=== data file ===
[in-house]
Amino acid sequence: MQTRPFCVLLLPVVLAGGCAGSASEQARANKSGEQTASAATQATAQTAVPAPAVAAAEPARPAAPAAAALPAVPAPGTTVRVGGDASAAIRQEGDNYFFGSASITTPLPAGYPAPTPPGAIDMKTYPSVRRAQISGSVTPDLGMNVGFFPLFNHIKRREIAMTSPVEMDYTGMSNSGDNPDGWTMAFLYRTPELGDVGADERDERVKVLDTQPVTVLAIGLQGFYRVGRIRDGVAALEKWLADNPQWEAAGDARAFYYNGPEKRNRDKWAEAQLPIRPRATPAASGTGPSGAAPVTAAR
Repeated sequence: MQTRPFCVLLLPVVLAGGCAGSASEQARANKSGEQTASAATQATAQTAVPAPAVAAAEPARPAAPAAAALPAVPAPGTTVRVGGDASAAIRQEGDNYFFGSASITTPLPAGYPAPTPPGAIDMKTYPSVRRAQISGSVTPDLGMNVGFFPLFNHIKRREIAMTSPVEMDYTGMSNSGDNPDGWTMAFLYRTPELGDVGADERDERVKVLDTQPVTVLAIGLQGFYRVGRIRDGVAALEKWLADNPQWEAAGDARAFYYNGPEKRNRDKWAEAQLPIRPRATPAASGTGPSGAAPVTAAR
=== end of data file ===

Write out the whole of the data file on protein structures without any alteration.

[in-house]
Amino acid sequence: MQTRPFCVLLLPVVLAGGCAGSASEQARANKSGEQTASAATQATAQTAVPAPAVAAAEPARPAAPAAAALPAVPAPGTTVRVGGDASAAIRQEGDNYFFGSASITTPLPAGYPAPTPPGAIDMKTYPSVRRAQISGSVTPDLGMNVGFFPLFNHIKRREIAMTSPVEMDYTGMSNSGDNPDGWTMAFLYRTPELGDVGADERDERVKVLDTQPVTVLAIGLQGFYRVGRIRDGVAALEKWLADNPQWEAAGDARAFYYNGPEKRNRDKWAEAQLPIRPRATPAASGTGPSGAAPVTAAR
Repeated sequence: MQTRPFCVLLLPVVLAGGCAGSASEQARANKSGEQTASAATQATAQTAVPAPAVAAAEPARPAAPAAAALPAVPAPGTTVRVGGDASAAIRQEGDNYFFGSASITTPLPAGYPAPTPPGAIDMKTYPSVRRAQISGSVTPDLGMNVGFFPLFNHIKRREIAMTSPVEMDYTGMSNSGDNPDGWTMAFLYRTPELGDVGADERDERVKVLDTQPVTVLAIGLQGFYRVGRIRDGVAALEKWLADNPQWEAAGDARAFYYNGPEKRNRDKWAEAQLPIRPRATPAASGTGPSGAAPVTAAR